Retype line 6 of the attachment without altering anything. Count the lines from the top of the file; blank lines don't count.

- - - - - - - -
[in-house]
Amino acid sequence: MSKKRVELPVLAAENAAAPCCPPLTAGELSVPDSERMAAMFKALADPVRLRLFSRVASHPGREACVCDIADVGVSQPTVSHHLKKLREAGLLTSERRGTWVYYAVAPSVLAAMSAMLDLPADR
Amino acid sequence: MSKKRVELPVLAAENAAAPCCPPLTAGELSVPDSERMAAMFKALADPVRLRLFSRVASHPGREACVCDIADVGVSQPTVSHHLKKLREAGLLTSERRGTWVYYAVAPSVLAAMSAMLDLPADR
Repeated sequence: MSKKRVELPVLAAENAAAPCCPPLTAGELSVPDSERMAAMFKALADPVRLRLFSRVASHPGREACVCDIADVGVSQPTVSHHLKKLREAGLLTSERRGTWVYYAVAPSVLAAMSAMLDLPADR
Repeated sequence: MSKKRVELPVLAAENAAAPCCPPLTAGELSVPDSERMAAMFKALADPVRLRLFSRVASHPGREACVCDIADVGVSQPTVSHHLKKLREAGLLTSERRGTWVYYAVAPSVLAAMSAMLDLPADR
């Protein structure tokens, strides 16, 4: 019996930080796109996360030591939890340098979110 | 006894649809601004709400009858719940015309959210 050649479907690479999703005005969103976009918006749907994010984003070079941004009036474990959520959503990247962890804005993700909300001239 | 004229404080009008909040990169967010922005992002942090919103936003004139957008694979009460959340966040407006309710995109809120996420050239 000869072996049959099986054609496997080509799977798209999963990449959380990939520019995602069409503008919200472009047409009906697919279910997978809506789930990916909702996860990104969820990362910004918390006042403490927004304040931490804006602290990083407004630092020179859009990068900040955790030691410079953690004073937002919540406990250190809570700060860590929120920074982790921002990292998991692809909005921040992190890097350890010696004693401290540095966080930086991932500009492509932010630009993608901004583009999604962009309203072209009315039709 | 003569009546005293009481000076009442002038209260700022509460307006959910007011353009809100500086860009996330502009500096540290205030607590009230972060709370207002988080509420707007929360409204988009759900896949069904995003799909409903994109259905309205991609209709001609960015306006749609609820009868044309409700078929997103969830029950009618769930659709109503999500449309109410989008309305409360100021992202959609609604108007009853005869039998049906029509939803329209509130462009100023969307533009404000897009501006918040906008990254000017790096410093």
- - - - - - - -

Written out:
């Protein structure tokens, strides 16, 4: 019996930080796109996360030591939890340098979110 | 006894649809601004709400009858719940015309959210 050649479907690479999703005005969103976009918006749907994010984003070079941004009036474990959520959503990247962890804005993700909300001239 | 004229404080009008909040990169967010922005992002942090919103936003004139957008694979009460959340966040407006309710995109809120996420050239 000869072996049959099986054609496997080509799977798209999963990449959380990939520019995602069409503008919200472009047409009906697919279910997978809506789930990916909702996860990104969820990362910004918390006042403490927004304040931490804006602290990083407004630092020179859009990068900040955790030691410079953690004073937002919540406990250190809570700060860590929120920074982790921002990292998991692809909005921040992190890097350890010696004693401290540095966080930086991932500009492509932010630009993608901004583009999604962009309203072209009315039709 | 003569009546005293009481000076009442002038209260700022509460307006959910007011353009809100500086860009996330502009500096540290205030607590009230972060709370207002988080509420707007929360409204988009759900896949069904995003799909409903994109259905309205991609209709001609960015306006749609609820009868044309409700078929997103969830029950009618769930659709109503999500449309109410989008309305409360100021992202959609609604108007009853005869039998049906029509939803329209509130462009100023969307533009404000897009501006918040906008990254000017790096410093």